What analysts and investors probably want to know more about is how and when BA can get the MAX flying again. Unfortunately, if you’re hoping for predictions, you might be disappointed.
Muilenburg got a reputation for making promises he couldn’t keep about when the plane would come back. This frustrated analysts and investors, and also might have annoyed the Federal Aviation Administration (FAA). Last month, before Muilenburg’s announced exit, the FAA sent an email to Congress basically saying the agency was in the driver’s seat and would take all the time it needs to make sure the MAX is safe to fly. So don’t expect the new CEO to get under the regulator’s skin by making any predictions next Wednesday.
If you want an idea of when the MAX might fly again, it could make more sense to ask BA’s customers. For instance, American Airlines (AAL) said in a press release last week that it expects to resume service with the airplane on June 4. Even that conservative-sounding timetable got called into question by BA’s Jan. 21 announcement projecting FAA approval by mid-2020.
AAL said earlier in the month that it has reached a confidential agreement with BA on compensation for financial damages incurred in 2019 due to the grounding. It’s unclear whether BA’s earnings will eventually take a hit from agreements like this with AAL and other customers.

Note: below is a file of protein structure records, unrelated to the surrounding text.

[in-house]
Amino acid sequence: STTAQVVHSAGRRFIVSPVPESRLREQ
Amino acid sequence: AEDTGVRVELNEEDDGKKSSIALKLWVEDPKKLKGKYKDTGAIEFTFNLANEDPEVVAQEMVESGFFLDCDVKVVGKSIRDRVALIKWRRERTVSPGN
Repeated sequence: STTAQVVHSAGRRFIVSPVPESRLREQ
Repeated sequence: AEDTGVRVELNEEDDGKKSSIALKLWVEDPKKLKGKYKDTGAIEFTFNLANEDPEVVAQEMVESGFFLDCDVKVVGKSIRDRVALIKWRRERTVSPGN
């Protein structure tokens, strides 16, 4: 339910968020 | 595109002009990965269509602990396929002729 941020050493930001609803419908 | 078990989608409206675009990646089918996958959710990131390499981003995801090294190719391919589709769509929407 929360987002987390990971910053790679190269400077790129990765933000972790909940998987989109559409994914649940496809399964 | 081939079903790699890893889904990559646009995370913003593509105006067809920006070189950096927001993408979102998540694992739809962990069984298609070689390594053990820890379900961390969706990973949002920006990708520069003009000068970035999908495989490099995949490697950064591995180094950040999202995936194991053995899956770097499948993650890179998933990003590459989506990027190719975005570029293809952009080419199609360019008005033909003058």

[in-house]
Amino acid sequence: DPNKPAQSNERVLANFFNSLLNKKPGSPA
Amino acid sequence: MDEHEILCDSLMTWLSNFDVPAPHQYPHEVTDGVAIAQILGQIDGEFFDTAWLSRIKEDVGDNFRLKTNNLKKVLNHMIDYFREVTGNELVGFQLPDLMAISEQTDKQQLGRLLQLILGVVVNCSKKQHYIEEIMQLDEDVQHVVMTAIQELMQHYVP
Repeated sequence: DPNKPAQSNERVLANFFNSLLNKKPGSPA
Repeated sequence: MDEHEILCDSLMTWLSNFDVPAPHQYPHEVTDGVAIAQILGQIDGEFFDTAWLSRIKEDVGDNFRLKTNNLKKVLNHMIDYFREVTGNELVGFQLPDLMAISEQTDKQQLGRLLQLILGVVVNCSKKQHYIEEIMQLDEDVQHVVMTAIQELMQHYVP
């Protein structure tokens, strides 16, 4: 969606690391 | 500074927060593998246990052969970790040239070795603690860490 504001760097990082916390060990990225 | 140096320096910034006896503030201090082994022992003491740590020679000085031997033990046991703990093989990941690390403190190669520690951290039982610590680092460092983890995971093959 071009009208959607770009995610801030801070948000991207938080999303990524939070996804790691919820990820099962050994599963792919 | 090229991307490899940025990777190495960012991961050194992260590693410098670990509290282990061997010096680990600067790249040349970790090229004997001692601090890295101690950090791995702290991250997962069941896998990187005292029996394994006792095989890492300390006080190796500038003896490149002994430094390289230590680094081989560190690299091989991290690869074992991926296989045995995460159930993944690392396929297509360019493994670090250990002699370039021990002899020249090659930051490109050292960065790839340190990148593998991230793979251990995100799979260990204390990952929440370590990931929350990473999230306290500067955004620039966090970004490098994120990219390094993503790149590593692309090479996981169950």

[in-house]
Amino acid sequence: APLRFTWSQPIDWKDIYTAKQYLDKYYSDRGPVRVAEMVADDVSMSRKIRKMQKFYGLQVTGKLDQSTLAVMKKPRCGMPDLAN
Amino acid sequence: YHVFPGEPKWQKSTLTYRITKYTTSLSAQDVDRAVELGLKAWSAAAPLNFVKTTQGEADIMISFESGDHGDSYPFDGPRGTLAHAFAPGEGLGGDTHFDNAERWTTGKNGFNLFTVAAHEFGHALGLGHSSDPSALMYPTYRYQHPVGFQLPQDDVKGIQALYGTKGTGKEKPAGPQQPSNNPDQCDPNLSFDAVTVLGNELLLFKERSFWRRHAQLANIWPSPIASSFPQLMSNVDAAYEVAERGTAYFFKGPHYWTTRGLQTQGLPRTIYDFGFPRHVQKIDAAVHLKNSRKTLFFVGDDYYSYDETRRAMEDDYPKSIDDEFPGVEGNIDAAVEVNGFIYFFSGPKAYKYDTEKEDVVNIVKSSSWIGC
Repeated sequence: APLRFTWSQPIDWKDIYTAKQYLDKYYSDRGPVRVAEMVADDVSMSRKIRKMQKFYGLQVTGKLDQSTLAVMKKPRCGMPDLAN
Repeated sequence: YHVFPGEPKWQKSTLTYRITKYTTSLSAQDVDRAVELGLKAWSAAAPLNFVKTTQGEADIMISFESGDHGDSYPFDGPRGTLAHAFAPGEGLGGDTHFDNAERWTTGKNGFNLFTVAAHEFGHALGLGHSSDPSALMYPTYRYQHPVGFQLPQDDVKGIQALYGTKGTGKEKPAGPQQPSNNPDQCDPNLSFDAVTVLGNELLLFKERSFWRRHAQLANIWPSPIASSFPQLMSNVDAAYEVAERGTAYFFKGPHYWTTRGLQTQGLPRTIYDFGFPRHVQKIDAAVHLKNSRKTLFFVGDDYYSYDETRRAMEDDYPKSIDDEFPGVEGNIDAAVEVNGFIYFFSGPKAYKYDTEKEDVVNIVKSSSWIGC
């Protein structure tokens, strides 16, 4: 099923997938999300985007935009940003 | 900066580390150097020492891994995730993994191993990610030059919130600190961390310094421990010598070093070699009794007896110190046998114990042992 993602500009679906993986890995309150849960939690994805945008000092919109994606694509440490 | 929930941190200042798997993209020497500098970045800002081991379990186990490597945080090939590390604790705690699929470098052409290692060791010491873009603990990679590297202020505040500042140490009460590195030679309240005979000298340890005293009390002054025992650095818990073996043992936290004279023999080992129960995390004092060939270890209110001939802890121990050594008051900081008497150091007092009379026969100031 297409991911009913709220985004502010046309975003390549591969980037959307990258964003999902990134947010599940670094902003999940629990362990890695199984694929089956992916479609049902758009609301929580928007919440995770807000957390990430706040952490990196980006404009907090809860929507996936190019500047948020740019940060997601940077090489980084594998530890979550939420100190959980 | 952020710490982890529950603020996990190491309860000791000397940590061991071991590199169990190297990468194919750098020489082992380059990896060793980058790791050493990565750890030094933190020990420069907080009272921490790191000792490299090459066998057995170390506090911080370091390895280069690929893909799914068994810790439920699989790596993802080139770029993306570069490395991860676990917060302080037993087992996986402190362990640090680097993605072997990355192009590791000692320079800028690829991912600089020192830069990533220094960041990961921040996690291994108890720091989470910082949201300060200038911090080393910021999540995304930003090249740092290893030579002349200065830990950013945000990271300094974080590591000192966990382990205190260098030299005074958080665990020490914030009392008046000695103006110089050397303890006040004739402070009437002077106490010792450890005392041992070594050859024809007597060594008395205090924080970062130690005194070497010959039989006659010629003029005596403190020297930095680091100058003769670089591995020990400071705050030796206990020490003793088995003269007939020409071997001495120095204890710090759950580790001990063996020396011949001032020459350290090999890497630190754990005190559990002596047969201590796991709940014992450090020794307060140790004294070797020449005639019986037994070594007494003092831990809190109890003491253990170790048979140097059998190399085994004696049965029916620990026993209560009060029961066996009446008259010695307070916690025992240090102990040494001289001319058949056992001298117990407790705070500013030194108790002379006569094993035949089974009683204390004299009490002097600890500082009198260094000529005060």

This issue goes way beyond just BA and airline companies, as news hit earlier this month of major supplier Spirit Aerosystems (SPR) planning to lay off 2,800 employees. BA is such a huge company that this production halt could conceivably hurt overall demand for products like steel and aluminum, maybe pressuring the economy as a whole. In fact, Treasury Secretary Steven Mnuchin said recently that BA’s struggles could contribute measurably to slowing U.S. economic growth. Other suppliers like General Electric (GE) could also suffer.
Investors already know delivery numbers took a big hit last year. Let’s look at the damage. In 2019, BA handed over 380 aircraft, including military versions of its jetliners—a 14-year-low that compares with a record 863 deliveries by European rival Airbus SE—The Wall Street Journal reported. Boeing delivered 806 planes in 2018, a high for the company. It had originally forecast deliveries of 895 to 905 new planes in 2019.
BA last year brought in new orders for 246 commercial jets of all types, its lowest tally before cancellations and model swaps since 2003. On the positive side, BA delivered a record 45 787s in Q4, a surprisingly strong figure that some analysts think could add more than $1 billion to anticipated sales numbers.
BA’s quarterly delivery press release no longer includes comparisons vs. a year earlier. But if you go back to the previous year’s release, the difference looks dramatic. For instance, in Q4 2019, BA delivered nine 737s, down from 173 in the same quarter a year earlier. Total commercial airliner deliveries reached 79 in Q4, down from 238 the same quarter in 2018.
Things look a little better in the aircraft maker’s Defense, Space & Security. Deliveries there rose significantly in Q4 from a year earlier.